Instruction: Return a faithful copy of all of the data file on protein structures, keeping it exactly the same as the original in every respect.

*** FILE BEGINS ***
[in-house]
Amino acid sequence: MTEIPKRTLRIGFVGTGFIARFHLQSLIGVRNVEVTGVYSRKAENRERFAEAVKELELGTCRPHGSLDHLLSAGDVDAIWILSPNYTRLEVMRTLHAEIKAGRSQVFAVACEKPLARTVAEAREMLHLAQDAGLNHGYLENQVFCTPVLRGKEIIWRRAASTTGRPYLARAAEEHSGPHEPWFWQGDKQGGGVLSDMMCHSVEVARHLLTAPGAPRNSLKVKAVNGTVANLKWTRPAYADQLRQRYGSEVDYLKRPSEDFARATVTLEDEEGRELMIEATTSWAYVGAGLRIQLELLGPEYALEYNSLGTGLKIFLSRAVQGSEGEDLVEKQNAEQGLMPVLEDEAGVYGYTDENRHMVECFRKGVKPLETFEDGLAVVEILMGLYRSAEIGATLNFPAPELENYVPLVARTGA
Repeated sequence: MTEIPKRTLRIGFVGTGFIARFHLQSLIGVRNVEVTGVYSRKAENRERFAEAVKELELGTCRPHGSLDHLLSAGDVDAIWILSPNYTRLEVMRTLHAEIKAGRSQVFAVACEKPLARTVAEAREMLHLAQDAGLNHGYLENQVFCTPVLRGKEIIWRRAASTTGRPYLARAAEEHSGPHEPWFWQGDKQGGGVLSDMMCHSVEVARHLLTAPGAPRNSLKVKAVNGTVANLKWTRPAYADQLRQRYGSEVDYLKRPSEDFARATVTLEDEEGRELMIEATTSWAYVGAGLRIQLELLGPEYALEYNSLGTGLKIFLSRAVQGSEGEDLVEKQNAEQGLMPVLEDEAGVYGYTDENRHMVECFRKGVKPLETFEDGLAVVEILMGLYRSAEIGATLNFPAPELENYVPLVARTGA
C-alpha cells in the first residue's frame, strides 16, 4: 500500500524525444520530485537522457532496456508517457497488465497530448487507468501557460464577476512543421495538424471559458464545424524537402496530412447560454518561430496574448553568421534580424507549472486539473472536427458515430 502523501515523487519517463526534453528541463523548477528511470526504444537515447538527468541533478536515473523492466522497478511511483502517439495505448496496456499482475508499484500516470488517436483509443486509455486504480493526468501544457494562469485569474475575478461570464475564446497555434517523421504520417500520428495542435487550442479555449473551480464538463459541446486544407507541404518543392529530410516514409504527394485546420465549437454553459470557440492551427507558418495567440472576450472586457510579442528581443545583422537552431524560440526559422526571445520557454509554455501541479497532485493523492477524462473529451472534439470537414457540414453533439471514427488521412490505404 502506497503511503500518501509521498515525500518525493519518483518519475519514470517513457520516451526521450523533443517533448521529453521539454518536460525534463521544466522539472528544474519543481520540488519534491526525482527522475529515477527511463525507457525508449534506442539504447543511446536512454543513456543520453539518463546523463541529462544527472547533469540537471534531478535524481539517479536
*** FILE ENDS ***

[in-house]
Amino acid sequence: MTEIPKRTLRIGFVGTGFIARFHLQSLIGVRNVEVTGVYSRKAENRERFAEAVKELELGTCRPHGSLDHLLSAGDVDAIWILSPNYTRLEVMRTLHAEIKAGRSQVFAVACEKPLARTVAEAREMLHLAQDAGLNHGYLENQVFCTPVLRGKEIIWRRAASTTGRPYLARAAEEHSGPHEPWFWQGDKQGGGVLSDMMCHSVEVARHLLTAPGAPRNSLKVKAVNGTVANLKWTRPAYADQLRQRYGSEVDYLKRPSEDFARATVTLEDEEGRELMIEATTSWAYVGAGLRIQLELLGPEYALEYNSLGTGLKIFLSRAVQGSEGEDLVEKQNAEQGLMPVLEDEAGVYGYTDENRHMVECFRKGVKPLETFEDGLAVVEILMGLYRSAEIGATLNFPAPELENYVPLVARTGA
Repeated sequence: MTEIPKRTLRIGFVGTGFIARFHLQSLIGVRNVEVTGVYSRKAENRERFAEAVKELELGTCRPHGSLDHLLSAGDVDAIWILSPNYTRLEVMRTLHAEIKAGRSQVFAVACEKPLARTVAEAREMLHLAQDAGLNHGYLENQVFCTPVLRGKEIIWRRAASTTGRPYLARAAEEHSGPHEPWFWQGDKQGGGVLSDMMCHSVEVARHLLTAPGAPRNSLKVKAVNGTVANLKWTRPAYADQLRQRYGSEVDYLKRPSEDFARATVTLEDEEGRELMIEATTSWAYVGAGLRIQLELLGPEYALEYNSLGTGLKIFLSRAVQGSEGEDLVEKQNAEQGLMPVLEDEAGVYGYTDENRHMVECFRKGVKPLETFEDGLAVVEILMGLYRSAEIGATLNFPAPELENYVPLVARTGA
C-alpha cells in the first residue's frame, strides 16, 4: 500500500524525444520530485537522457532496456508517457497488465497530448487507468501557460464577476512543421495538424471559458464545424524537402496530412447560454518561430496574448553568421534580424507549472486539473472536427458515430 502523501515523487519517463526534453528541463523548477528511470526504444537515447538527468541533478536515473523492466522497478511511483502517439495505448496496456499482475508499484500516470488517436483509443486509455486504480493526468501544457494562469485569474475575478461570464475564446497555434517523421504520417500520428495542435487550442479555449473551480464538463459541446486544407507541404518543392529530410516514409504527394485546420465549437454553459470557440492551427507558418495567440472576450472586457510579442528581443545583422537552431524560440526559422526571445520557454509554455501541479497532485493523492477524462473529451472534439470537414457540414453533439471514427488521412490505404 502506497503511503500518501509521498515525500518525493519518483518519475519514470517513457520516451526521450523533443517533448521529453521539454518536460525534463521544466522539472528544474519543481520540488519534491526525482527522475529515477527511463525507457525508449534506442539504447543511446536512454543513456543520453539518463546523463541529462544527472547533469540537471534531478535524481539517479536